Example 5. (i) The facts are the same as in Example 4 except H completes 2 hours of core continuing professional education credit and 8 hours of non-core continuing professional education credit between January 1, 2014, and December 31, 2016. Thus, because H did not fulfill the requirements for return to active status during his first inactive cycle, H must satisfy the requirements of paragraph (l)(7)(ii) of this section in order to return to active status.

(ii) Accordingly, in order to be eligible to file an application for return to active status on or before December 31, 2019, H must complete an additional 38 hours of continuing professional education credit (of which at least 14 hours must consist of core subject matter) between January 1, 2017, and December 31, 2019, and have 18 months of certified responsible pension actuarial experience during the period beginning on January 1, 2014.

(iii) Note that the 5 hours of core continuing professional education credit and the 10 hours of non-core continuing professional education credit that H completes between January 1, 2011, and December 31, 2013, are not counted toward H’s return to active status and are also not taken into account toward the additional hours of continuing professional education credit that H must complete between January 1, 2017, and December 31, 2019, in order to apply for renewal of enrollment effective April 1, 2020.

Example 6. (i) The facts are the same as in Example 4 except H completes 2 hours of core continuing professional education credit and 8 hours of non-core continuing professional education credit between January 1, 2014, and December 31, 2016, and 12 hours of core continuing professional education credit and 24 hours of non-core continuing professional education credit between January 1, 2017, and December 31, 2019. Thus, because H did not fulfill the requirements for return to active status during his first or second inactive cycles, H must satisfy the requirements of paragraph (l)(7)(iii) of this section in order to return to active status.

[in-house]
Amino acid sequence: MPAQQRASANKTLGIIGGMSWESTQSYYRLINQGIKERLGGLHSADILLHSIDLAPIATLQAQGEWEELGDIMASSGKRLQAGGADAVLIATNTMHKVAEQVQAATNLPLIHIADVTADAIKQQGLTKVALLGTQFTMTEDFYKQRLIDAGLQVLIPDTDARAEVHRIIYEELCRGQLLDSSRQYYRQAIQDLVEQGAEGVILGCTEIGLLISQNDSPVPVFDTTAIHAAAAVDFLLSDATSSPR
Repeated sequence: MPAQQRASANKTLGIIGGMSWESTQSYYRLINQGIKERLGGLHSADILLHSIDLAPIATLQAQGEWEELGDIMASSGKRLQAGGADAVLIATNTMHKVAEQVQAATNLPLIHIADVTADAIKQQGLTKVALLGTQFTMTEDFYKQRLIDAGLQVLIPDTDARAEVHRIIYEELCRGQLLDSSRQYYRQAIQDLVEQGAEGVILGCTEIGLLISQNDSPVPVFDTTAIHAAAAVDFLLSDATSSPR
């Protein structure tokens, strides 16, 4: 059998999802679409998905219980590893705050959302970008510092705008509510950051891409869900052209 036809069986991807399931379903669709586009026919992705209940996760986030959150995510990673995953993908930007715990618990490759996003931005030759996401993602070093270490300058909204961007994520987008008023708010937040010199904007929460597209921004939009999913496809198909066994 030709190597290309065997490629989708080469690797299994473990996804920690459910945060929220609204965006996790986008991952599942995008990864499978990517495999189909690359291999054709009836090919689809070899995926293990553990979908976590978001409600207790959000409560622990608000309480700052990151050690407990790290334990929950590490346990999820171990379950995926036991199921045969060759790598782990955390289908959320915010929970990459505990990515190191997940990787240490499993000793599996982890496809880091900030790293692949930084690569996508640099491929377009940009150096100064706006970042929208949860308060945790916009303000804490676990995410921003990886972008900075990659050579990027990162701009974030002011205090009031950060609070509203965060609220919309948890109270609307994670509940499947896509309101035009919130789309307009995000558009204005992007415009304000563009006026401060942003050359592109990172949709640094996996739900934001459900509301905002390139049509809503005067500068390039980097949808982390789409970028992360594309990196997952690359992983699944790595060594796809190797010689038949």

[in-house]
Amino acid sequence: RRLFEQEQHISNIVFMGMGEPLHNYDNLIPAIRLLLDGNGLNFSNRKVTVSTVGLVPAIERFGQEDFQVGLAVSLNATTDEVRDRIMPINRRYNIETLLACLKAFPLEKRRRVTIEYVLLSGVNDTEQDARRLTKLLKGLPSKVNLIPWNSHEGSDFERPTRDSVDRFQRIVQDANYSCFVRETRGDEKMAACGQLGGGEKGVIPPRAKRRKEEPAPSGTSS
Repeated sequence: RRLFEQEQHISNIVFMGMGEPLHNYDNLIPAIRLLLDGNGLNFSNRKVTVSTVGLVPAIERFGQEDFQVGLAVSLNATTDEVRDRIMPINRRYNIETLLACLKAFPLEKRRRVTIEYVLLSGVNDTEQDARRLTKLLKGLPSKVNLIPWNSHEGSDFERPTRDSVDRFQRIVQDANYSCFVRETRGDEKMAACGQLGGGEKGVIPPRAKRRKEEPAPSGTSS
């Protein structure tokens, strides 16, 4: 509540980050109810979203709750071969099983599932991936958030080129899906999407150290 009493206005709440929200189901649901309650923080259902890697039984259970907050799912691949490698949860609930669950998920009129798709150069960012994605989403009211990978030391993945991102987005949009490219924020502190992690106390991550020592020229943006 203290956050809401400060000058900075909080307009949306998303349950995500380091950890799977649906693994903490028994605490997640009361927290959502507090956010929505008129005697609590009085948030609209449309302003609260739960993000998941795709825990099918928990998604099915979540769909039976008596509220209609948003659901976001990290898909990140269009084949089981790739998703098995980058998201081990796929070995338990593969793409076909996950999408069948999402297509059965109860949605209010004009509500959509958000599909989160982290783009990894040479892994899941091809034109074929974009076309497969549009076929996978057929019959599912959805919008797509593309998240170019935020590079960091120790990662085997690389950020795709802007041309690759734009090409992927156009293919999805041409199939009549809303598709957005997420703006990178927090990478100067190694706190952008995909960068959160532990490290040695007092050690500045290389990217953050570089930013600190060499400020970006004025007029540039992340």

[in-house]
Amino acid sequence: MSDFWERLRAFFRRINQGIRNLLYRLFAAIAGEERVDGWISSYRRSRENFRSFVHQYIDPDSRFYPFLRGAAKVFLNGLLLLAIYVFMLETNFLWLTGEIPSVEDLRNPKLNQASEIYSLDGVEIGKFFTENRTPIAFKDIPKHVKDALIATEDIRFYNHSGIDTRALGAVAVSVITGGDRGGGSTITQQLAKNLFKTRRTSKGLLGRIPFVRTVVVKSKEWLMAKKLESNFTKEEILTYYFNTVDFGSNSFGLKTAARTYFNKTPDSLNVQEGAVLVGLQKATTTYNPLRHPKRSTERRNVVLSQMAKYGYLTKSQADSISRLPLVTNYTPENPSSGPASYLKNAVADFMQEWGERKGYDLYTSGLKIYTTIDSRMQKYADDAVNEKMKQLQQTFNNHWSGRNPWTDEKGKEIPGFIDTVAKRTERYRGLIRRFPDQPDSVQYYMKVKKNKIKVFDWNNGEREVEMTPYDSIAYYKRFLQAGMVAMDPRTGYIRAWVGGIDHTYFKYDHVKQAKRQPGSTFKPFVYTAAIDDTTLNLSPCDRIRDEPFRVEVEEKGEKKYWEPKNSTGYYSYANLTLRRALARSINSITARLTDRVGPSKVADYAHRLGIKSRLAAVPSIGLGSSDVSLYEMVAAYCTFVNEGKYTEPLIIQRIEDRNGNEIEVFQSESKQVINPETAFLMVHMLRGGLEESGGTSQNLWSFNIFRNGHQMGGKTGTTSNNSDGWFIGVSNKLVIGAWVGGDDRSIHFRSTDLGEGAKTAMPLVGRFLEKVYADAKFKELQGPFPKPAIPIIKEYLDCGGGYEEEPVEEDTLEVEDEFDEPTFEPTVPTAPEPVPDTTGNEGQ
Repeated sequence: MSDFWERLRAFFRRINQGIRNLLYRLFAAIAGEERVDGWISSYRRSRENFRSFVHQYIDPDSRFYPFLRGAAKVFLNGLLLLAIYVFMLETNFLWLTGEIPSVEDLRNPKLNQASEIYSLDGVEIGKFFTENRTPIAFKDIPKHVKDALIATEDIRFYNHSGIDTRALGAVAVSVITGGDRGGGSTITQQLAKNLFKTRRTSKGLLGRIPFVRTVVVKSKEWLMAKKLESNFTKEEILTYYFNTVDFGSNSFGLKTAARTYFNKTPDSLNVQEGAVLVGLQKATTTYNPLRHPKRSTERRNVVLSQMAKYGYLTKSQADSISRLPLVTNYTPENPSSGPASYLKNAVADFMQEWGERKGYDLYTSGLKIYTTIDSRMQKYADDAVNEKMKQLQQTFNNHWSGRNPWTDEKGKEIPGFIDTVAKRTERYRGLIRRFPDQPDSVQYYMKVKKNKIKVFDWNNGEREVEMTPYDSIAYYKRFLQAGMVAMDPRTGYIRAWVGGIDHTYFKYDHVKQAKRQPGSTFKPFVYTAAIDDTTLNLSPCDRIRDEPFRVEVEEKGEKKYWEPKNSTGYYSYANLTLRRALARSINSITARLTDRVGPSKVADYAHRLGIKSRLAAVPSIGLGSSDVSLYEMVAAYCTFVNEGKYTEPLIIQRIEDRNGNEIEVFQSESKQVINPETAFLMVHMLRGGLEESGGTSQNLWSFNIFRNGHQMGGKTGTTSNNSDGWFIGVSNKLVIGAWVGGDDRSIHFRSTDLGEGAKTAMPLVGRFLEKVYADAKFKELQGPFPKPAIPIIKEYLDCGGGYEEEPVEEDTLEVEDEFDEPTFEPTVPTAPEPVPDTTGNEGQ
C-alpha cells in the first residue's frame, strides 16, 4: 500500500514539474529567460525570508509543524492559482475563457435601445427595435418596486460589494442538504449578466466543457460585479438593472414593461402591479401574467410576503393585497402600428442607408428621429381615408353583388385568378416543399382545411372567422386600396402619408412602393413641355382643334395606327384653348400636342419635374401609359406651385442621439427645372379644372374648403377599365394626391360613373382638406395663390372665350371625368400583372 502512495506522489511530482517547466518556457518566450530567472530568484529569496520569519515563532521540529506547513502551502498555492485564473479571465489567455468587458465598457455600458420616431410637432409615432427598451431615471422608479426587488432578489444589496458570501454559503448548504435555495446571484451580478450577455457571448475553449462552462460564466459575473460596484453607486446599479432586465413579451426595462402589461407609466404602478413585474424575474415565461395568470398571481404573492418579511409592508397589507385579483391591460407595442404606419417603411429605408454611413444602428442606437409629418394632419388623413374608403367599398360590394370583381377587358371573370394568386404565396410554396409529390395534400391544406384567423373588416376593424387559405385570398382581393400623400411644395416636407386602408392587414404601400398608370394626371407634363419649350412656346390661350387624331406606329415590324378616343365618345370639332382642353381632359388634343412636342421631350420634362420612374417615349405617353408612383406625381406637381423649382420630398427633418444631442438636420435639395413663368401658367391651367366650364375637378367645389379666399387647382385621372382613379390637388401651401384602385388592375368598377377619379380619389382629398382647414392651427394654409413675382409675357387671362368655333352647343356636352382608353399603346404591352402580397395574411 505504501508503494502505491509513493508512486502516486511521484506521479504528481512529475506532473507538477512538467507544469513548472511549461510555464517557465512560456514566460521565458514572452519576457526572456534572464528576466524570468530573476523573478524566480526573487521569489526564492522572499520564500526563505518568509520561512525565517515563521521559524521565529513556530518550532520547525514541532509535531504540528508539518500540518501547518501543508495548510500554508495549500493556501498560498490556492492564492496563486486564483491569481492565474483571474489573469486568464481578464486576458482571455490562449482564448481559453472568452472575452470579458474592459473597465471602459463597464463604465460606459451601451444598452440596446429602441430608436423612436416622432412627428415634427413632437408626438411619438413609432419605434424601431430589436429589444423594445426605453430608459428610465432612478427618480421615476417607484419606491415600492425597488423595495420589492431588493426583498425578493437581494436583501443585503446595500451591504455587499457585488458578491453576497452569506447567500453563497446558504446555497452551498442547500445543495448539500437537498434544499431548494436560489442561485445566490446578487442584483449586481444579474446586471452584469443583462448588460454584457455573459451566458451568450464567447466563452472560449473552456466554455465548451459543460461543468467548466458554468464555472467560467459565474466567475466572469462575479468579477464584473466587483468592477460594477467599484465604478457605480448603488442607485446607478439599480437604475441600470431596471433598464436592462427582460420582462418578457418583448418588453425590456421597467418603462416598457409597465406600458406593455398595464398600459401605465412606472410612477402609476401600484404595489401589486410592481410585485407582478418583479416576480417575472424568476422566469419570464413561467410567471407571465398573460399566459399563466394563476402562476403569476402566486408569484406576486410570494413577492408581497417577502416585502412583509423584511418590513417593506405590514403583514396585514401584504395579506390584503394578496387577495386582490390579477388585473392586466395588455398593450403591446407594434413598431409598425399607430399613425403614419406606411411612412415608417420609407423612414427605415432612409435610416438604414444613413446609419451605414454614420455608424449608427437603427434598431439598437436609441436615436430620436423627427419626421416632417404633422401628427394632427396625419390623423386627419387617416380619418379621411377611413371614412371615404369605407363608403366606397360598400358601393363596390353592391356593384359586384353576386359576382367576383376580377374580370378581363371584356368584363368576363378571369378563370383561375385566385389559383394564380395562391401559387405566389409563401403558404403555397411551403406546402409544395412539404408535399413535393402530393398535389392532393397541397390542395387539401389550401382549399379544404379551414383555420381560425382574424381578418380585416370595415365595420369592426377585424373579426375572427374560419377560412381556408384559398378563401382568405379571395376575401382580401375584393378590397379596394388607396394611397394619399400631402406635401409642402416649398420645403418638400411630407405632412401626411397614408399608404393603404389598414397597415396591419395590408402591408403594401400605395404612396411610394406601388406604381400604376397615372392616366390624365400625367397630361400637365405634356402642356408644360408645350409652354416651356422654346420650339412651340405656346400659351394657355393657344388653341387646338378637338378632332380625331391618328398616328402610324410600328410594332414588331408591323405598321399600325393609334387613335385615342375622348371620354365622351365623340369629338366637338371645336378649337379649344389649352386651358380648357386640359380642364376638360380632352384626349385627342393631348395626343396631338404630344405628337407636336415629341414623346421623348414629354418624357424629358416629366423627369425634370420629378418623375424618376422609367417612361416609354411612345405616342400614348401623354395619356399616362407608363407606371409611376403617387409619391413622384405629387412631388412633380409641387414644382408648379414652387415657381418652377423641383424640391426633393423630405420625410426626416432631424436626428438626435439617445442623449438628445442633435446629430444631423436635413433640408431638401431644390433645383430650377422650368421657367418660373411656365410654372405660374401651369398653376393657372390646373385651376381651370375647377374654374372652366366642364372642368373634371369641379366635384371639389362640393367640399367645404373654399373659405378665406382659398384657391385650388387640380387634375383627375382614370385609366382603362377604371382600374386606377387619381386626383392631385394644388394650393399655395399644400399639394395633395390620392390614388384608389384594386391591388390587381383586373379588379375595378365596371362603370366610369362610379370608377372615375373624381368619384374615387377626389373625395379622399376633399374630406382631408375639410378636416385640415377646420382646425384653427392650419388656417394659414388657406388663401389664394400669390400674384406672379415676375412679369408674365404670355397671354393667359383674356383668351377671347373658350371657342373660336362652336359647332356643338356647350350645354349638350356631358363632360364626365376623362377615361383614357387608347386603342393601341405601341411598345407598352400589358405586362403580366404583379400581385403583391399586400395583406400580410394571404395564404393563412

(ii) Accordingly, in order to be eligible to file an application for return to active status on or before December 31, 2022, H must complete an additional 24 hours of continuing professional education credit (of which, at least 8 hours must consist of core subject matter) between January 1, 2020 and December 31, 2022, and have at least 18 months of certified responsible pension actuarial experience during the period beginning on January 1, 2017.

(iii) Note that the total of 15 hours of continuing professional education credit that E completes between January 1, 2011, and December 31, 2013, as well as the 10 hours of continuing professional education credit between January 1, 2014, and December 31, 2016, are not counted toward H’s return to active status and are not taken into account toward the additional hours of continuing professional education credit that H must complete between January 1, 2020, and December 31, 2022, in order to be eligible to file an application for renewal of enrollment active status effective April 1, 2023.

Example 7. (i) Individual J, who was initially enrolled July 1, 2012, completes 1 hour of core continuing professional education credit and 2 hours of non-core continuing professional education credit between January 1, 2012, and December 31, 2013. Accordingly, effective April 1, 2014, J is placed on the roster of inactive enrolled actuaries and is ineligible to perform pension actuarial services as an enrolled actuary under ERISA and the Internal Revenue Code.